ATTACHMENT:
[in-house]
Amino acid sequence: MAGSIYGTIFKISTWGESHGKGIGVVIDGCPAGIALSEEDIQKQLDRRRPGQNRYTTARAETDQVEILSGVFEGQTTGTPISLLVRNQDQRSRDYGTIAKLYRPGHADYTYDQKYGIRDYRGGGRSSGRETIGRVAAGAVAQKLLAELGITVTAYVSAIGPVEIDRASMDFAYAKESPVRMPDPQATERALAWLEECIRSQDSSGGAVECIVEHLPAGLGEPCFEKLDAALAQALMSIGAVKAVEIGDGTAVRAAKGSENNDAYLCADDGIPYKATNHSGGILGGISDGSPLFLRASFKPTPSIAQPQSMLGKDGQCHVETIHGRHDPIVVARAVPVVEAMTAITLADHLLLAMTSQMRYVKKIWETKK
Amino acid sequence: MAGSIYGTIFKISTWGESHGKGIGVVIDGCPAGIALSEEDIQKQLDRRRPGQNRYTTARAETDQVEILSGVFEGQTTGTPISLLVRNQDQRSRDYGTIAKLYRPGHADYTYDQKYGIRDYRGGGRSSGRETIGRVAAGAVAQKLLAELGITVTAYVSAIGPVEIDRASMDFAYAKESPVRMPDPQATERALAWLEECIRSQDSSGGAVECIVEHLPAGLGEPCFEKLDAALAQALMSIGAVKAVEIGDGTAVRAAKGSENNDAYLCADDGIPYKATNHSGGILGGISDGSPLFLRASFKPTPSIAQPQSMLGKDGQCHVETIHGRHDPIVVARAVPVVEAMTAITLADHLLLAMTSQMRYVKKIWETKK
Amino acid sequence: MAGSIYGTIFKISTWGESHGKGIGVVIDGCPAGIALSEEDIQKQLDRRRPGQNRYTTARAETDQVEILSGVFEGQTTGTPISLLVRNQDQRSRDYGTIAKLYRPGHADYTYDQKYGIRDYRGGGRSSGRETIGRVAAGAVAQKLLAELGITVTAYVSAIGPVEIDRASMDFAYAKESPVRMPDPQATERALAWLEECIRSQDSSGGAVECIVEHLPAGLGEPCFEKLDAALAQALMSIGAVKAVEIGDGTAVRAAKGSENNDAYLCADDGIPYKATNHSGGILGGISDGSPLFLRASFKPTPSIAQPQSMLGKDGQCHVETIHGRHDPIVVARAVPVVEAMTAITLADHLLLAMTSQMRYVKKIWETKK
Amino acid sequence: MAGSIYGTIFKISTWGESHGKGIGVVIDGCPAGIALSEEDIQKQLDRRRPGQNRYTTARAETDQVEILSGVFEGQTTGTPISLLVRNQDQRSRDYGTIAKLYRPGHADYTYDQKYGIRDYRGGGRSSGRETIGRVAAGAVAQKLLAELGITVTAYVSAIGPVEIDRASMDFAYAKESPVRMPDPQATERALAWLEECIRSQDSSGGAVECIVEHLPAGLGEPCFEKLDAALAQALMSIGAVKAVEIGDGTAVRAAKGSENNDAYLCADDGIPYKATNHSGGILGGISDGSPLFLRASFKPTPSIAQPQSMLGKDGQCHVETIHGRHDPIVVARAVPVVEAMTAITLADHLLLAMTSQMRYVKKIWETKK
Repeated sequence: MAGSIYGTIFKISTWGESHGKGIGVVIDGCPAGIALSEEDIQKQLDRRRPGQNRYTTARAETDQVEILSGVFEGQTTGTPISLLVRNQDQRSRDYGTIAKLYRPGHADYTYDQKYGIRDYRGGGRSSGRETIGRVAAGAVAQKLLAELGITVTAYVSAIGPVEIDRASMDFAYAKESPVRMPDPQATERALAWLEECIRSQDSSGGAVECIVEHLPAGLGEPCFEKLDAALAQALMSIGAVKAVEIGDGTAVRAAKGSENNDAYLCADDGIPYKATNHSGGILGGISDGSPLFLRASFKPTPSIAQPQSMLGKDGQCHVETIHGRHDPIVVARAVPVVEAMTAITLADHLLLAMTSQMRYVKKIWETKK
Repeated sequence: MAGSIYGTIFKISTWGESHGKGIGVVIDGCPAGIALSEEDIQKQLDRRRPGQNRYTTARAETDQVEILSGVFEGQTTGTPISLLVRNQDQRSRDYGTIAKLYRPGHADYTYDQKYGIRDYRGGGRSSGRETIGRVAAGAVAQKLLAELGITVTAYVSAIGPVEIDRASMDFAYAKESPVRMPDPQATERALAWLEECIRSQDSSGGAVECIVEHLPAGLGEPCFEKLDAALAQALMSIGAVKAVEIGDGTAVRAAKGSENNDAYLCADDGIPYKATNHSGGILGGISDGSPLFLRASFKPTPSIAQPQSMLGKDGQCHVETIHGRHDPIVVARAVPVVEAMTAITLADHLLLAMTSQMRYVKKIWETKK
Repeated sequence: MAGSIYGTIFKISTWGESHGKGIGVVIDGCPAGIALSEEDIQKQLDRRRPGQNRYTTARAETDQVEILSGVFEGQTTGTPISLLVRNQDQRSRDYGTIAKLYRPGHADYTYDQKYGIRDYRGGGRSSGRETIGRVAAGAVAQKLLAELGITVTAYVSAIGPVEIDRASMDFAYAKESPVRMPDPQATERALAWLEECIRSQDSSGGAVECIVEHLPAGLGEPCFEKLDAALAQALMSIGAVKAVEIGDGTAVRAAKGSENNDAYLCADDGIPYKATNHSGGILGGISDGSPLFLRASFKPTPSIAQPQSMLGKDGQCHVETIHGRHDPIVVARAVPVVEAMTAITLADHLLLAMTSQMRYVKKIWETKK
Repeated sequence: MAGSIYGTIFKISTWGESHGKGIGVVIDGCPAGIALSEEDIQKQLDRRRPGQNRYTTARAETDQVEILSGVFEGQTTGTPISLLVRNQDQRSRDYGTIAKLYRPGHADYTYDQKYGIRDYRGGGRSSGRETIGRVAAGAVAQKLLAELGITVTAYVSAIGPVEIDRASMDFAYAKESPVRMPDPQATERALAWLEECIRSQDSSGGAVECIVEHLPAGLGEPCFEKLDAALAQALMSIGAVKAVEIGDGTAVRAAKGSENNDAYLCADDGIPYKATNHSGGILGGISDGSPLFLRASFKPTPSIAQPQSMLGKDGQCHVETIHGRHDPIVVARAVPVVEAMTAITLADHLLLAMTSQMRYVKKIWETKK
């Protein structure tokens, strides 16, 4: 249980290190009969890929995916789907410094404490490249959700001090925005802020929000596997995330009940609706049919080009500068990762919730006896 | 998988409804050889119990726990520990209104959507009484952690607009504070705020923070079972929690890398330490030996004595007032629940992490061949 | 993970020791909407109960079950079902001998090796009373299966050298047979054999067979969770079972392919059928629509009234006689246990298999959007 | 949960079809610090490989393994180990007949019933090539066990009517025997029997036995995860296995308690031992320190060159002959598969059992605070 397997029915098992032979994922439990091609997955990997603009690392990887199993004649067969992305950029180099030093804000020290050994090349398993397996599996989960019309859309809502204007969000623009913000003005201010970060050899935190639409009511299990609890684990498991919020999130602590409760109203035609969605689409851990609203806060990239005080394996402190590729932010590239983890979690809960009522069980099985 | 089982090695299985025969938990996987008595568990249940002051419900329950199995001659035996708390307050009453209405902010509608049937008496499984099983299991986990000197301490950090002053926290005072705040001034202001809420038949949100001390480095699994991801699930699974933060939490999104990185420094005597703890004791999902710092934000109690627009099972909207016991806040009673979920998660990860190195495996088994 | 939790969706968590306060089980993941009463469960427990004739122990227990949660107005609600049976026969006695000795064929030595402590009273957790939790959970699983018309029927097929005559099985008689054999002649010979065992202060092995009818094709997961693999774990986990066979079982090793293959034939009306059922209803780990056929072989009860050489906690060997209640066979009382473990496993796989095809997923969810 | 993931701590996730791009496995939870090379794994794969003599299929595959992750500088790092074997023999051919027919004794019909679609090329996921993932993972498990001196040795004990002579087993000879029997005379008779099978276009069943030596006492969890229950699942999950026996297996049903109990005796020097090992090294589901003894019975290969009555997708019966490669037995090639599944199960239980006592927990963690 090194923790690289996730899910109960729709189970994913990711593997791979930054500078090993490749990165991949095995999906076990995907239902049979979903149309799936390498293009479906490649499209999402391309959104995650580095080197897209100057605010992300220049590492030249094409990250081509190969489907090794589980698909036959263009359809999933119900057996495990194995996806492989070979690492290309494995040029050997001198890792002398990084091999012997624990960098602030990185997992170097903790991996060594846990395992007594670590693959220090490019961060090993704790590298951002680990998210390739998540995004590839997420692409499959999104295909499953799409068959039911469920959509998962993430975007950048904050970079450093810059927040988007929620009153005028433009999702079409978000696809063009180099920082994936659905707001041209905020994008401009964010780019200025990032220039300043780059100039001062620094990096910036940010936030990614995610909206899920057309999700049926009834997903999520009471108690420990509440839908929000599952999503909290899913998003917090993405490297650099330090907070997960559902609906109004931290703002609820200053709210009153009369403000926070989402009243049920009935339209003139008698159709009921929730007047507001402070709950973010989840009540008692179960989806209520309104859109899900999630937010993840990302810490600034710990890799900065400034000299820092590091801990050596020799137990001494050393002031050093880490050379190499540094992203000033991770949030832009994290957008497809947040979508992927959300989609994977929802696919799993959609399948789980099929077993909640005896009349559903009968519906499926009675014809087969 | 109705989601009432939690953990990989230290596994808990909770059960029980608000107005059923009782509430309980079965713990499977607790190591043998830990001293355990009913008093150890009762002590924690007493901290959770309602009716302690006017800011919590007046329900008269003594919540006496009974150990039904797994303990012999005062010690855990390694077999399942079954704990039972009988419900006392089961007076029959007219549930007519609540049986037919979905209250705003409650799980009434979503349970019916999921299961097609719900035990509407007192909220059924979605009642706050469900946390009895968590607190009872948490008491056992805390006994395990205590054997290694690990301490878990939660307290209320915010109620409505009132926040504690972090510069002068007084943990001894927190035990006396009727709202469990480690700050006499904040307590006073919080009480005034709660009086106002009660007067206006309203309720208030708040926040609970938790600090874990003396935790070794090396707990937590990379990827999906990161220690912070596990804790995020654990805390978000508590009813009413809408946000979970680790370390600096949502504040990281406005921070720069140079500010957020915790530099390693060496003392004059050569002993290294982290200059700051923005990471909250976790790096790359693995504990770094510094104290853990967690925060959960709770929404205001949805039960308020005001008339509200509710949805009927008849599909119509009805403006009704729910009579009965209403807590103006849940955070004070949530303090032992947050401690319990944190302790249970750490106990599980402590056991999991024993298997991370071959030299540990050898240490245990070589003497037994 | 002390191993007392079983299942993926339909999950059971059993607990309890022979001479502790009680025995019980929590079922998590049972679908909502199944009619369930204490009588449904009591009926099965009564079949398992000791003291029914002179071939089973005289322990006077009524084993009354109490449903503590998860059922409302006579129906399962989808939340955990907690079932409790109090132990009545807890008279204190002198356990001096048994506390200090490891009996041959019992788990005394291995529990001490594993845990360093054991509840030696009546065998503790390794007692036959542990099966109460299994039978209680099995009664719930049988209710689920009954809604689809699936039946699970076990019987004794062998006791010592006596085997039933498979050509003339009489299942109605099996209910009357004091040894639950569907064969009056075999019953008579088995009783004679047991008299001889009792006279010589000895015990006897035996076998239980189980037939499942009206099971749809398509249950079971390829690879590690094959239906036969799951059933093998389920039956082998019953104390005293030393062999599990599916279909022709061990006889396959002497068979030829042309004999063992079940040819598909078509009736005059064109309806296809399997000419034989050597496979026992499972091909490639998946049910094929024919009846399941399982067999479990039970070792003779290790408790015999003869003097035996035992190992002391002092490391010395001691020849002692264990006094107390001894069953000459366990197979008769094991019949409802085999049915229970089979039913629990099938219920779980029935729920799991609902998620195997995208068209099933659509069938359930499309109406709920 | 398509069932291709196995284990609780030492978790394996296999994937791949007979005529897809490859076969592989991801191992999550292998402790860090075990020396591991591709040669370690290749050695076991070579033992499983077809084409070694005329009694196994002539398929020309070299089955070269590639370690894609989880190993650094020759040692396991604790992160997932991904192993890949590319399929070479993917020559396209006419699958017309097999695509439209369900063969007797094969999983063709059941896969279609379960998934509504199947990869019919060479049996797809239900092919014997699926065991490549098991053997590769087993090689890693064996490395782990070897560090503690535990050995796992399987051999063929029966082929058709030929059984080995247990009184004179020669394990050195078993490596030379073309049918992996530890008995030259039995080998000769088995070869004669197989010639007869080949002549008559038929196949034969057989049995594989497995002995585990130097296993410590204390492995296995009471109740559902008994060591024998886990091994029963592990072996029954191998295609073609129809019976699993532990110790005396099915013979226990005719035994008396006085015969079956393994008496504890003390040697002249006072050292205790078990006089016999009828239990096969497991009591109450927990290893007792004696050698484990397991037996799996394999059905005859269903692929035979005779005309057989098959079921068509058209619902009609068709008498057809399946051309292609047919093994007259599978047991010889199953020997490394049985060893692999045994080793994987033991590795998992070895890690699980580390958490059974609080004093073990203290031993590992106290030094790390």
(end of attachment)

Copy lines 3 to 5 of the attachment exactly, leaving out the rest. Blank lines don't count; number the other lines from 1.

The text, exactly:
Amino acid sequence: MAGSIYGTIFKISTWGESHGKGIGVVIDGCPAGIALSEEDIQKQLDRRRPGQNRYTTARAETDQVEILSGVFEGQTTGTPISLLVRNQDQRSRDYGTIAKLYRPGHADYTYDQKYGIRDYRGGGRSSGRETIGRVAAGAVAQKLLAELGITVTAYVSAIGPVEIDRASMDFAYAKESPVRMPDPQATERALAWLEECIRSQDSSGGAVECIVEHLPAGLGEPCFEKLDAALAQALMSIGAVKAVEIGDGTAVRAAKGSENNDAYLCADDGIPYKATNHSGGILGGISDGSPLFLRASFKPTPSIAQPQSMLGKDGQCHVETIHGRHDPIVVARAVPVVEAMTAITLADHLLLAMTSQMRYVKKIWETKK
Amino acid sequence: MAGSIYGTIFKISTWGESHGKGIGVVIDGCPAGIALSEEDIQKQLDRRRPGQNRYTTARAETDQVEILSGVFEGQTTGTPISLLVRNQDQRSRDYGTIAKLYRPGHADYTYDQKYGIRDYRGGGRSSGRETIGRVAAGAVAQKLLAELGITVTAYVSAIGPVEIDRASMDFAYAKESPVRMPDPQATERALAWLEECIRSQDSSGGAVECIVEHLPAGLGEPCFEKLDAALAQALMSIGAVKAVEIGDGTAVRAAKGSENNDAYLCADDGIPYKATNHSGGILGGISDGSPLFLRASFKPTPSIAQPQSMLGKDGQCHVETIHGRHDPIVVARAVPVVEAMTAITLADHLLLAMTSQMRYVKKIWETKK
Amino acid sequence: MAGSIYGTIFKISTWGESHGKGIGVVIDGCPAGIALSEEDIQKQLDRRRPGQNRYTTARAETDQVEILSGVFEGQTTGTPISLLVRNQDQRSRDYGTIAKLYRPGHADYTYDQKYGIRDYRGGGRSSGRETIGRVAAGAVAQKLLAELGITVTAYVSAIGPVEIDRASMDFAYAKESPVRMPDPQATERALAWLEECIRSQDSSGGAVECIVEHLPAGLGEPCFEKLDAALAQALMSIGAVKAVEIGDGTAVRAAKGSENNDAYLCADDGIPYKATNHSGGILGGISDGSPLFLRASFKPTPSIAQPQSMLGKDGQCHVETIHGRHDPIVVARAVPVVEAMTAITLADHLLLAMTSQMRYVKKIWETKK